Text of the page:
Designer David Hintgen was selecting furnishings and worked with the color tone, not against it,” says the for a project when he received unexpected news from his client. “I had been helping him with pieces for his current residence, as well as his new office, when one day I received a call,” he explains. “He said, ‘Forget the sofa we’ve been working on, I just bought a new house!’ ” The home, it turned out, was an imposing 1980s estate in Cherry Hills Village, and the client, who lived in the neighborhood, had been eyeing it for some time. “I adored the house,” says the owner. “It was one of the most unique I’d ever seen. I knew that so much could be done with it.”
Designed by Barber Architecture and built by Al Cohen Construction Company—both firms are known for their large-scale corporate and public projects—the home featured commanding stone walls, slate-tiled hip roofs and a generous ridge skylight. Except for the installation of a new gate and some touch-ups here and there, little work was needed on the structure itself. The same could not be said, however, for the existing interior design. “It was quintessential 1980s, almost like walking into a time machine,” says Hintgen. “I wanted to transform the interiors into something no one had ever seen before. This couldn’t become another typical contemporary home; it had to be an extraordinary one.”
Hintgen, together with architect Martin Goldstein and builders Mark Teets and Cindy Lizarraga, set out to make that happen. First, key elements were updated. Polished-brass hardware around door trims and jambs was refinished or refabricated, and Hintgen replaced the worn-out fabric upholstering the entry’s scalloped ceiling and walls with a neutral faux suede. The kitchen, with its yellow-painted metal cabinetry was also given an overhaul. Kitchen designer Sabine Buechner, of Minteriors, created a contemporary look with streamlined Leicht cabinetry, and Hintgen selected sleek rosewood and lacquer finishes. Outdated audio, lighting and other systems were all upgraded and integrated within a Crestron master control system with the help of Bill Rollin at ListenUp.
When it came to the original hand-scraped, inlaid oak- parquet floors that marked the entry, “we cleaned them up and worked with the color tone, not against it,” says the designer. The rich golden hue of the floor also picks up in other areas of the house, including the skylight’s wood frame, as well as the great room’s vaulted ceiling and fireplace surround. “I knew as soon as I saw the scale of the great room that the fireplace needed to be the focal point,” says Hintgen. “But it was engulfed in oak cabinets.” The designer took down the cabinets and created a tall surround of highly patterned marble accented with angular bevels. “It’s the star of the show,” he adds. Hintgen also removed built-in sofas from the space and devised two seating areas, which he appointed with streamlined Holly Hunt furnishings and sleek pieces of his own design.
Because the owner often entertains several hundred people at a time for fund-raisers and other events, Hintgen paid special attention to customizing key rooms for accommodating large groups. In the dining room, for instance, he pushed together two long glass-topped tables that can seat 22 guests and then encircled them with chairs upholstered in white vinyl. Guests can also gather around a player piano in the large formal living room, where Hintgen designed built-in sofas and covered them with the same chenille he used to upholster the walls. In the attached pool house, where the owner holds lunch meetings, Hintgen went for a bright, white look with pieces including a sectional sofa upholstered with an outdoor fabric. “I think it’s important that a pool house should not only look clean but be easy to clean, as well,” he notes.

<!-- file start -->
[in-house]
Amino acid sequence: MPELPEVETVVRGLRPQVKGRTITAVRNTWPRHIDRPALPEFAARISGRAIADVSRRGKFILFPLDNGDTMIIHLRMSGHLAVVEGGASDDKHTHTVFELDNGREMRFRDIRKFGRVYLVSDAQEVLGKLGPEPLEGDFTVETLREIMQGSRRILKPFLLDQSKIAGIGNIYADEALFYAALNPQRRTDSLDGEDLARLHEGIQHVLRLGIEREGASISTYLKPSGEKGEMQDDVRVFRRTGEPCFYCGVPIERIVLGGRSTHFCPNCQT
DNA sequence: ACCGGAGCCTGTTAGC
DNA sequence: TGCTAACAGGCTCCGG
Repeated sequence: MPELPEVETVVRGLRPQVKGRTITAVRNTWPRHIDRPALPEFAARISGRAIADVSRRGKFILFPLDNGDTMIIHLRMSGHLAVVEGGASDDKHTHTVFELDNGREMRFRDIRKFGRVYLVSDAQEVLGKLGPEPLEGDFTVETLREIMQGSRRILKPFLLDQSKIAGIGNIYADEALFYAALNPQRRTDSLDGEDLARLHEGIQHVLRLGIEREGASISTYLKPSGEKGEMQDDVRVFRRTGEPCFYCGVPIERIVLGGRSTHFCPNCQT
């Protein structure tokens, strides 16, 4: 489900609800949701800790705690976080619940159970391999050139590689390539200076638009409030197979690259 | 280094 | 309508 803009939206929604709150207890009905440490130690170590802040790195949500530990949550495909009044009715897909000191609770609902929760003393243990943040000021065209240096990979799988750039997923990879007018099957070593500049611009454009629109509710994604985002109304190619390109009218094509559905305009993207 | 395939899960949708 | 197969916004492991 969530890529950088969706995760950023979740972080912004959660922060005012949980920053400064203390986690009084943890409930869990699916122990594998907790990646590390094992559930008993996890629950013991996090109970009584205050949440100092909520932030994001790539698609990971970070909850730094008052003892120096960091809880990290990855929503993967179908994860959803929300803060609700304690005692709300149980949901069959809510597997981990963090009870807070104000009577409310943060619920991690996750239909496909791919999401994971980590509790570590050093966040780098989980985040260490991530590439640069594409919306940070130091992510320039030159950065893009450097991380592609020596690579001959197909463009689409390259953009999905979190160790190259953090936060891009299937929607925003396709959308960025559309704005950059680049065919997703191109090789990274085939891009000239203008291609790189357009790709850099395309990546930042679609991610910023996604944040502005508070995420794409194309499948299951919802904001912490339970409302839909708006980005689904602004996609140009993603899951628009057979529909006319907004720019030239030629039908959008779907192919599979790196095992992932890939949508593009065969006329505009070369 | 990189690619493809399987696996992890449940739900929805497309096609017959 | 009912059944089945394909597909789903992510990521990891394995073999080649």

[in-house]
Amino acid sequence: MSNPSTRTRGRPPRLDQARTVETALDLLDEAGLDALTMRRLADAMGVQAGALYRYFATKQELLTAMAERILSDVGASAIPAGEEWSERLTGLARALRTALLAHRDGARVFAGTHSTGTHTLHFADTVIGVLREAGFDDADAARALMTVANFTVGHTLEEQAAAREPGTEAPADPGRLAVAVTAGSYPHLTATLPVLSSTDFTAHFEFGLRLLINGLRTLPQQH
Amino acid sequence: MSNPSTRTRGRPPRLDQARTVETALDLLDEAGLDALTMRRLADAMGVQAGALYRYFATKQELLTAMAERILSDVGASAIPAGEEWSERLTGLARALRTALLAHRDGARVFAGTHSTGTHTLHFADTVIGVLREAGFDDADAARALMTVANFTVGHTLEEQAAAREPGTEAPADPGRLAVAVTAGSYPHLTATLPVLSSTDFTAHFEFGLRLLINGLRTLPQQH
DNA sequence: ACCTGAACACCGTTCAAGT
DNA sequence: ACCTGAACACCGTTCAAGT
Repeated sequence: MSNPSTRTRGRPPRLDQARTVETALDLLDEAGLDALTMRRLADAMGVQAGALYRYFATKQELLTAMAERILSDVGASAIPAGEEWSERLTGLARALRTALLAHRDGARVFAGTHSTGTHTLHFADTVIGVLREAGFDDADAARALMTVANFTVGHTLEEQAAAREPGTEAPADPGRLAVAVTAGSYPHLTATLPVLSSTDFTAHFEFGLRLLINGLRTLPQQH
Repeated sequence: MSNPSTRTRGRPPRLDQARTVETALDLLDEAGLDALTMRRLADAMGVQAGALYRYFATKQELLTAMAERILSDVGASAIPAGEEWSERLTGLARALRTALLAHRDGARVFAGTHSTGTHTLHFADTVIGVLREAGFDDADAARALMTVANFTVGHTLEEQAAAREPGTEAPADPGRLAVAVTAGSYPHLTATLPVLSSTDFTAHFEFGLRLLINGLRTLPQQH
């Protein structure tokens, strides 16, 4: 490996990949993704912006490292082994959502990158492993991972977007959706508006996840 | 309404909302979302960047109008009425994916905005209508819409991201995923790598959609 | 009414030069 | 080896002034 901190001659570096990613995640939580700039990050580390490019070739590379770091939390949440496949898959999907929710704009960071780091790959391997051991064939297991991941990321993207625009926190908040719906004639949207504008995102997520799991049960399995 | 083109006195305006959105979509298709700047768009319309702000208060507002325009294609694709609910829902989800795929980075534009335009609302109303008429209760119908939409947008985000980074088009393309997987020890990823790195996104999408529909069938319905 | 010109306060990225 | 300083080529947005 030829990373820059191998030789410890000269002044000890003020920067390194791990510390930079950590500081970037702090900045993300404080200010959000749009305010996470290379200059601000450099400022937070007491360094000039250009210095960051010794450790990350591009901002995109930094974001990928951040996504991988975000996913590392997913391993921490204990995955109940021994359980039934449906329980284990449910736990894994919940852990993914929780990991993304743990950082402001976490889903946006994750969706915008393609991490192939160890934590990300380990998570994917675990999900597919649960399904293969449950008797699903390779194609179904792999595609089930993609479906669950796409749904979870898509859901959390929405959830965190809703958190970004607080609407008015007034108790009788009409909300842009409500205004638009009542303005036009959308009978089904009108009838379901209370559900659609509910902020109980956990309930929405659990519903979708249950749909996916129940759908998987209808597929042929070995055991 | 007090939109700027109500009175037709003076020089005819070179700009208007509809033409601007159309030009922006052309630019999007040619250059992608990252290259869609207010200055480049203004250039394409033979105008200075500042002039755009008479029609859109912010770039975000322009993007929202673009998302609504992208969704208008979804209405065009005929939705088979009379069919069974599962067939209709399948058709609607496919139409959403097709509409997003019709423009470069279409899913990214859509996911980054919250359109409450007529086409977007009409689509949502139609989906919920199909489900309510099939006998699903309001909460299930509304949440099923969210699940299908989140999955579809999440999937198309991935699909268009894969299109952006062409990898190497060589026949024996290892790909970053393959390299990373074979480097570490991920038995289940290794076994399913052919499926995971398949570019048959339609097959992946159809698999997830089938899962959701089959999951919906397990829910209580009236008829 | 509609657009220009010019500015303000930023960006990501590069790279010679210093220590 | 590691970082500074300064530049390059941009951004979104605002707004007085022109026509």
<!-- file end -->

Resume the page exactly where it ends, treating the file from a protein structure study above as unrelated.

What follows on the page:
In addition to putting in new floor-to-ceiling pocket doors in the pool house, Goldstein collaborated with Hintgen on the structural redesign for a new gym in the main house and the reconfiguration of the master bathroom. As part of the reworked space, a steam room was added and designed to house a Kohler DTV shower system and a freestanding bathtub. “It was tricky balancing the design with functional elements, such as the slope of the floor and slot drains,” says Goldstein, who also supplied 3D images of the new space as well as other areas of the house.
Commanding contemporary artwork found throughout the house, including a Gavin Rain piece in the living room, adds a final layer. “The owner already had a significant collection,” says Hintgen. “But as we were nearing completion on this house, he made a trip to Art Basel in Miami Beach and came back with a lot of great new pieces. It was perfect timing.” Art dealer Carol Abrams, of Abrams Art Consulting, worked with the owner on the selection and placement of his collection. “Art is an important focus of my client’s life,” says Abrams, “and, consequently, of his home.”
As all of the details came together, the residence revealed a striking transformation. “It went from a dated house to something that’s contemporary, beautiful and relevant to 2015,” says Teets. Hintgen agrees, attributing the successful outcome to “a combination of elegant finishes, incredible artwork, formidable architecture and uncommon furnishings. I always knew how this house would look when it was completed,” he continues, “but it turned out better than I could have ever imagined.”